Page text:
Imagine that you are on your way to a holiday home you have booked. The weather is changing and you might start wondering about temperature settings in the holiday home. A question might pop up in you mind: “Can I change the holiday home settings to my own preference before reaching there?”
Today we are going to show you an end-to-end demo we have created that allows a holiday maker to remotely control sensor devices, or Things in the context of Internet of Things, at a holiday home. The private smart holiday home is built with the exciting Mozilla Things Gateway – an open Gateway that anybody can now create with a Raspberry Pi to control Internet of Things devices. For holiday makers, we provided a simple Node.js holiday application to access Things via Mozilla Things Gateway. Privacy is addressed by introducing concepts of Things ownership and Things usership, which is followed by the authorization work flow.
The Private Smart Holiday Home
The private smart holiday home is the home for Gateway and Things –
One of the major challenges in the Internet of Things is interoperability. Getting different devices to work nicely with each other can be painful in a smart home environment. Mozilla Things Gateway addresses this challenge and provides a platform that bridges existing off-the-shelf smart home devices to the web by providing them with web URLs and a standardized data model and API . Implementations of the Things Gateway follows the proposed Web of Things standard and is open sourced under Mozilla Public License 2.0.
In this demo, we chose Raspberry Pi 3 as the physical board for the Gateway. Raspberry Pi 3 is well-supported by the Gateway community and has been a brilliant initial choice for experimenting the platform. It is worth mentioning that the Mozilla Project Things is not tied only to the Raspberry Pi, but they are looking at supporting a wide range of hardwares.
The setup of the Gateway is pretty straightforward. We chose to use the tunneling service provided by Mozilla by creating a sub-domain of mozilla-iot.org, sosg.mozilla-iot.org. To try it yourself, we recommend going through the README file at Gateway github repository. Also a great step-by-step guide has been created by Ben Francis on “How to build a private smart home with a Raspberry Pi and things Gateway”.
The Mozilla Things Gateway has introduced an Add-on system, which is loosely modeled after the add-on system in Firefox, to allow for the addition of new feature or device such as an adapter to the Things Gateway. The tutorial from James Hobin and Michael Stegeman on “Creating an Add-on for Project Things Gateway” is a good place to grab the concepts of Add-on, Adapter, Device and to start creating your own Add-ons. In our demo, we have introduced fan, lamp and thermostat Add-ons as shown below to support our own hardware devices.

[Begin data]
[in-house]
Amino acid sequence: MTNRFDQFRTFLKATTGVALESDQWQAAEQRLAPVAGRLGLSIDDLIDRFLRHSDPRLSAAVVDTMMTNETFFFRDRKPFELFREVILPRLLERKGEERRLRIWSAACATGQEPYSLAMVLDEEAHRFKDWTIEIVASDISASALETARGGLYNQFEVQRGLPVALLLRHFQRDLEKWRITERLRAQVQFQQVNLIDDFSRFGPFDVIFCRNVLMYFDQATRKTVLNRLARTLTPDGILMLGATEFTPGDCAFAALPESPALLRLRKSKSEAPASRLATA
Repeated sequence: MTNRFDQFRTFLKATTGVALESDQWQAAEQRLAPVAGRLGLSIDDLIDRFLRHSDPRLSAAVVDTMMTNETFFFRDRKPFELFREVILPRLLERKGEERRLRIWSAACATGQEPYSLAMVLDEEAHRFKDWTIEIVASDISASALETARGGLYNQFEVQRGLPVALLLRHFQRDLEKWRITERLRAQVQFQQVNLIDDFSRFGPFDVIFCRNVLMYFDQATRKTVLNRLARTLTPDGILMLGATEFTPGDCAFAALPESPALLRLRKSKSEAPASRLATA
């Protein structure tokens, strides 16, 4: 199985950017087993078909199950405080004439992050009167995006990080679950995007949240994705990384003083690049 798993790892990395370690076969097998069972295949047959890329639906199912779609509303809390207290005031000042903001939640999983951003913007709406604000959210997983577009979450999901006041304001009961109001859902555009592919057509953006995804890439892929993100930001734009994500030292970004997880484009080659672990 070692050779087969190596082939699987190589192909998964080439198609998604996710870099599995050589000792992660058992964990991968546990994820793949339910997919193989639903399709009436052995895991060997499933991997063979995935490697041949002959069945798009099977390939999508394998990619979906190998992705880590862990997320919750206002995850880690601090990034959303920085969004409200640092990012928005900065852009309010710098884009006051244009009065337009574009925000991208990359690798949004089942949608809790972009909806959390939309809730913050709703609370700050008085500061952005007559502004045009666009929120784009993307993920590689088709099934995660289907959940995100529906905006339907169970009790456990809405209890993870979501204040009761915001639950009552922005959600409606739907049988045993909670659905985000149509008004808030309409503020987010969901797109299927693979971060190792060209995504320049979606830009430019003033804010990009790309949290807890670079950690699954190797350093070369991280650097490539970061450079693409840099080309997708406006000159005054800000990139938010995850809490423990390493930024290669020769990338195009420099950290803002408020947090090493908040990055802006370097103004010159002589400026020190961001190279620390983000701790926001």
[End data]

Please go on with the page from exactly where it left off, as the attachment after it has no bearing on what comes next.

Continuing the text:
The holiday application is a small Node.js program that has functionalities of a client web server, OAuth client and browser User Interface.
The application consists of two parts. First is for the holiday maker to get authorization from the Gateway for accessing Things at the holiday home. Once authorized, it moves to the second part, Things access and control.
The application code can be accessed here. The README file provides instructions for setting up the application.
Ownership and Usership of Things
So here we have it, the relationships among Things owner, Things user, third party application, Gateway and Things.
- The holiday home owner is the Things Gateway user and has full control of the Things Gateway and Things.
- The holiday maker is a temporary user of Things and has no access to the Gateway.
- The holiday home owner uses the Gateway to authorize the holiday maker accesses to the Things with scopes via gateway.
- Holiday application accesses the Things through the Gateway.
The Things Gateway provides a system for safely authorizing third-party applications using the de-facto authorization standard OAuth 2.0. The work flow for our demo use case is shown in the diagram below –
The third party application user, the Holiday App User in this case, requests authorization to access the Gateway’s Web Thing API. The Gateway presents the request list to the Gateway User, the holiday home owner, as below –
With the holiday user’s input, the Gateway responds with an authentication code. The holiday application then requests to exchange the authentication code to a JSON Web Token (JWT) . The token has a scope that indicates what accesses were actually granted by the holiday home owner. It is noted that the granted token scope can only be a subset of the request scope. With the JWT granted, the holiday application can access the Things that the user is granted to.
We also created a demo video which tailored together different parts we talked above, and is available at https://vimeo.com/271272094.
The Mozilla Gateway is a work in progress and is not yet reached production use stage. There are a lot exciting developments happening. Why not get involved?